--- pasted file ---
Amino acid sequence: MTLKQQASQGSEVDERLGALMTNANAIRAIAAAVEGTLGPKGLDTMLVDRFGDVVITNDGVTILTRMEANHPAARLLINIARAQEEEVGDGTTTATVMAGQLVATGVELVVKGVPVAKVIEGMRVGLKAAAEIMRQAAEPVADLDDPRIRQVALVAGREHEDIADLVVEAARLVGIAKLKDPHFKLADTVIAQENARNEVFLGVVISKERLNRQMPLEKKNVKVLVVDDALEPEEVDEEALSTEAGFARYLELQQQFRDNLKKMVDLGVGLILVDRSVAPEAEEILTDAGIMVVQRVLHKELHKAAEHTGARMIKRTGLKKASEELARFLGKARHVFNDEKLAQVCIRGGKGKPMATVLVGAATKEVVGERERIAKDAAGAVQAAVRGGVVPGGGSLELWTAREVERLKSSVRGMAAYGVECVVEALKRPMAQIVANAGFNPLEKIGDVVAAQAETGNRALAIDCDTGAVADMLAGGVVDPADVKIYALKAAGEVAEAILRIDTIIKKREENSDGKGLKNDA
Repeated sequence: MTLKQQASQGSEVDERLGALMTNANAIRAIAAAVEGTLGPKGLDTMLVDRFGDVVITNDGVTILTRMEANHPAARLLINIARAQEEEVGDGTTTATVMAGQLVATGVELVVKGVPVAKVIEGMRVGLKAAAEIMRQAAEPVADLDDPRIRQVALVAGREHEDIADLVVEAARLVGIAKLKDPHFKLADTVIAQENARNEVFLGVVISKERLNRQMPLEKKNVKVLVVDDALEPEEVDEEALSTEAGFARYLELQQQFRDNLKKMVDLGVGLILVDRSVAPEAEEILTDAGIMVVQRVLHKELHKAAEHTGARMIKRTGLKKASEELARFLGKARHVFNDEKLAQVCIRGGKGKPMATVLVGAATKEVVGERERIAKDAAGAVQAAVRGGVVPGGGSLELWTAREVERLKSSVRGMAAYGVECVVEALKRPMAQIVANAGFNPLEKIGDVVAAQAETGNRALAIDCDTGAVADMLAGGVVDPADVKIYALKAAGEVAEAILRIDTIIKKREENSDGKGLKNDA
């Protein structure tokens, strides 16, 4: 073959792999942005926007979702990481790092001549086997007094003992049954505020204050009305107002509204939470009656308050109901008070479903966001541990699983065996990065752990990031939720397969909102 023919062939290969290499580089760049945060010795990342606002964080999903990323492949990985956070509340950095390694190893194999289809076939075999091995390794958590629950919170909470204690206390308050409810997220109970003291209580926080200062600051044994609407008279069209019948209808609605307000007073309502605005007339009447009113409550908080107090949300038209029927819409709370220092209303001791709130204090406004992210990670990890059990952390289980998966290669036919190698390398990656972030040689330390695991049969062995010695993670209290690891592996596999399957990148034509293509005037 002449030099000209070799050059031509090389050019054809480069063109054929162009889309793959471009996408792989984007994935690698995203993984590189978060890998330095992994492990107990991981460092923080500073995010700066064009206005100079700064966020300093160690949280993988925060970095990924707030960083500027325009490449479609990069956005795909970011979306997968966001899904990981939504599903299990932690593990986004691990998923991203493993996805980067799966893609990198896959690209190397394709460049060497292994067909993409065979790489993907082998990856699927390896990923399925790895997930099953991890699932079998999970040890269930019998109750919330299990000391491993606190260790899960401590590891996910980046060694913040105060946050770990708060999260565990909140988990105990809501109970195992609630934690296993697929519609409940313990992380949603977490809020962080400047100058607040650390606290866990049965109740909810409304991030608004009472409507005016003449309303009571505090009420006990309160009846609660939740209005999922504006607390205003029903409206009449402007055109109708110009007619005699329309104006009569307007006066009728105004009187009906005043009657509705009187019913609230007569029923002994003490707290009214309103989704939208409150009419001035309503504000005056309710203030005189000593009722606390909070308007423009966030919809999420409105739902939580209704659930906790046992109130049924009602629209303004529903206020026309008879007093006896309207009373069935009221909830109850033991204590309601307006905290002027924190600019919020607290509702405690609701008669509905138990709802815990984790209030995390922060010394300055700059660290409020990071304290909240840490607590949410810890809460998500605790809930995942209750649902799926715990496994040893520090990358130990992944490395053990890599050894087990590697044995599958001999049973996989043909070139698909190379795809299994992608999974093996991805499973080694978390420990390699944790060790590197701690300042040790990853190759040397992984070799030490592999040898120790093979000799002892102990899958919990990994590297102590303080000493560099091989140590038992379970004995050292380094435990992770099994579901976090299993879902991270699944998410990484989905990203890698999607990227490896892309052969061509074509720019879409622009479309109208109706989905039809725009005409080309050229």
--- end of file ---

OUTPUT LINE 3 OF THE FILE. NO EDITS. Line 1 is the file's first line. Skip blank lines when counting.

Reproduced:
């Protein structure tokens, strides 16, 4: 073959792999942005926007979702990481790092001549086997007094003992049954505020204050009305107002509204939470009656308050109901008070479903966001541990699983065996990065752990990031939720397969909102 023919062939290969290499580089760049945060010795990342606002964080999903990323492949990985956070509340950095390694190893194999289809076939075999091995390794958590629950919170909470204690206390308050409810997220109970003291209580926080200062600051044994609407008279069209019948209808609605307000007073309502605005007339009447009113409550908080107090949300038209029927819409709370220092209303001791709130204090406004992210990670990890059990952390289980998966290669036919190698390398990656972030040689330390695991049969062995010695993670209290690891592996596999399957990148034509293509005037 002449030099000209070799050059031509090389050019054809480069063109054929162009889309793959471009996408792989984007994935690698995203993984590189978060890998330095992994492990107990991981460092923080500073995010700066064009206005100079700064966020300093160690949280993988925060970095990924707030960083500027325009490449479609990069956005795909970011979306997968966001899904990981939504599903299990932690593990986004691990998923991203493993996805980067799966893609990198896959690209190397394709460049060497292994067909993409065979790489993907082998990856699927390896990923399925790895997930099953991890699932079998999970040890269930019998109750919330299990000391491993606190260790899960401590590891996910980046060694913040105060946050770990708060999260565990909140988990105990809501109970195992609630934690296993697929519609409940313990992380949603977490809020962080400047100058607040650390606290866990049965109740909810409304991030608004009472409507005016003449309303009571505090009420006990309160009846609660939740209005999922504006607390205003029903409206009449402007055109109708110009007619005699329309104006009569307007006066009728105004009187009906005043009657509705009187019913609230007569029923002994003490707290009214309103989704939208409150009419001035309503504000005056309710203030005189000593009722606390909070308007423009966030919809999420409105739902939580209704659930906790046992109130049924009602629209303004529903206020026309008879007093006896309207009373069935009221909830109850033991204590309601307006905290002027924190600019919020607290509702405690609701008669509905138990709802815990984790209030995390922060010394300055700059660290409020990071304290909240840490607590949410810890809460998500605790809930995942209750649902799926715990496994040893520090990358130990992944490395053990890599050894087990590697044995599958001999049973996989043909070139698909190379795809299994992608999974093996991805499973080694978390420990390699944790060790590197701690300042040790990853190759040397992984070799030490592999040898120790093979000799002892102990899958919990990994590297102590303080000493560099091989140590038992379970004995050292380094435990992770099994579901976090299993879902991270699944998410990484989905990203890698999607990227490896892309052969061509074509720019879409622009479309109208109706989905039809725009005409080309050229």